Digital Tech and Learning

ByDr. Marshall

Digital Tech and Learning

Here is one worth reading. Martin Kutscher, an Assistant Clinical Professor of Pediatrics and Neurology at the NYU College of Medicine, took time to write a short but valuable article that answers a question (or questions) that many parents and teachers are asking:  Does reading on a screen interfere with in-depth learning?

And the answer is YES!!!!!  Most of us knew (or assumed) this. If you or your child has ever had to use a digital text, you know how frustrating it can be. You can’t thumb through it; it takes time to find things. You can’t just flip through it to look for things and you can’t “hold” a page with whatever heavy object (a stapler, a coffee cup) is nearby. But those are just the mechanics. The real problems begin when kids try to learn from digital text. Dr. Kutscher lists four:

  1. Digital reading lacks touch. Reading from a screen removes the essential element of touch. Reading specialists have known for years that reading is multisensory. There is something about touching the page, running your fingers across the paper that increases our attention, our immersion in it, and our connection to it.
  1. Digital reading is disorienting. The screen makes it harder to navigate and orient yourself. This is especially true with hypertext that allows and encourages us to jump from page to page with those active links. Research shows that we comprehend more when we read linear text than when we read text peppered with (and distracted by) those links. Also, it is harder to visualize where information is. When we’re reading a book, we can say “I remember seeing that at the top of the right page about four or five pages ago. This is especially problematic with long digital articles that are a continuous scroll and not broken into pages. And the smaller the screen the worse it is. So, beware of trying to do serious work on a cell phone.
  1. Digital reading is shallow reading. There is a growing body of research suggesting that when students rely on digital reading, they are simply scanning for specific pieces of information. That’s okay if that’s all you want to do. But studies also show that students prefer printed materials when they want a deeper understanding.
  1. Digital reading is distracting. I am going to quote Dr. Kutscher directly here: “90% of students felt that they were more likely to be multi-tasking while reading digitally, while only 1% felt that a hardcopy would make them more likely to multi-task. 9% felt the medium (electronic or paper) didn’t matter when it came to multi-tasking.” That means that 89% of students prefer hard copy over a digital version. In another study, 92% of US students said they preferred printed copy not just for longer school work, but also for longer pleasure reading.

So, what are parents and students to do as schools (and the costs of printed books) push students to digital texts?  There are two things we can do immediately:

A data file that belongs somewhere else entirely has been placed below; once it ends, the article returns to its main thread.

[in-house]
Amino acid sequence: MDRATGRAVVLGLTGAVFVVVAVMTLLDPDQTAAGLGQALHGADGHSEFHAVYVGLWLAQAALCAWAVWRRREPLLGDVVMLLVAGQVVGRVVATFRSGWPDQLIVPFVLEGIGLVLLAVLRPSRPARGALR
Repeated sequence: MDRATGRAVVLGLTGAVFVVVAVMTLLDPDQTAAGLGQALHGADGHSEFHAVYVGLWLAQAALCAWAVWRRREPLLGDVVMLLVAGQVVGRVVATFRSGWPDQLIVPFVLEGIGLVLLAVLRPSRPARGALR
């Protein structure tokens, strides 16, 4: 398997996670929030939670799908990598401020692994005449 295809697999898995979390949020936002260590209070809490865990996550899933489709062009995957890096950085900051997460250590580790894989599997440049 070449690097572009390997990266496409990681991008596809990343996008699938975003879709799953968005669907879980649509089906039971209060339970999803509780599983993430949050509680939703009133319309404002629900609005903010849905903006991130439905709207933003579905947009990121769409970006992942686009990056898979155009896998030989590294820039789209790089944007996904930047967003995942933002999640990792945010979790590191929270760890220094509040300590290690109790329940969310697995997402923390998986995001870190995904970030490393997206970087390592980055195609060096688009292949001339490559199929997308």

1. Introduce children to the love of books early and encourage it often. There is something very different in holding, touching, and even smelling a book that cannot be replaced by a digital screen.
  1. Know that digital learning is shallow learning. It is perfectly okay for some things. We all love Google and the ease with which we can look things up. But deeper learning requires a different set of skills and, quite possibly, a different set of tools.

Treasure books. Despite all the advantages of digital resources, there is something special about holding a book or sheets of paper in your hands. There is some deeper connection that just can’t be replaced. We should cherish that difference, just as we cherish that convenience of our digital devices. Both are important and both have value.

About the author

Dr. Marshall administrator

Richard Marshall earned an Ed.D. in reading and learning disabilities at West Virginia University in 1982. While completing his doctoral studies he served as an educational specialist in the Pediatric Neurology. Upon completion of his degree he became an Assistant Professor of Pediatrics at the WVU Medical School. After moving to Florida in 1983, he joined the faculty in the Department of Pediatrics in the College of Medicine at the University of South Florida and worked for five years in the Neonatal Developmental Follow-Up Program.

In 1993, he completed a Ph.D. in School Psychology at the University of Georgia with an emphasis in Child and Adolescent Neuropsychology. Upon degree completion, he taught courses in the biological bases of behavior and neuropsychology at the University of Texas in Austin. He also served as developmental psychologist at the Children’s Hospital of Austin.

He and his family returned to Florida in 2001 and he once more became a faculty member at the University of South Florida. He is presently an Associate Professor in the College of Education and he is an adjunct associate professor in the Department of Psychiatry and Behavioral Neurosciences at the USF College of Medicine.

In 2008, Dr. Marshall co-authored the Pediatric Behavior Rating Scale; in 2011, he co-authored The Middle School Mind: Growing Pains in Early Adolescent Brains (2011) and is currently revising the Handbook for Raising an Emotionally Healthy Child (2012). In addition to writing and a busy schedule of workshops and presentations, Dr. Marshall also maintains a private practice in Lakeland, Florida where he specializes in the assessment and treatment of children and adults with emotional, behavioral, and learning disorders; parenting; family therapy; and couples counseling.

As part of that practice he maintains a daily blog and he co-hosts The Mental Breakdown Podcast (iTunes, Google Play Music, and YouTube) and the Psychreg Podcast. He has spoken to professional and community groups throughout the United States, Canada, Europe, and South America.

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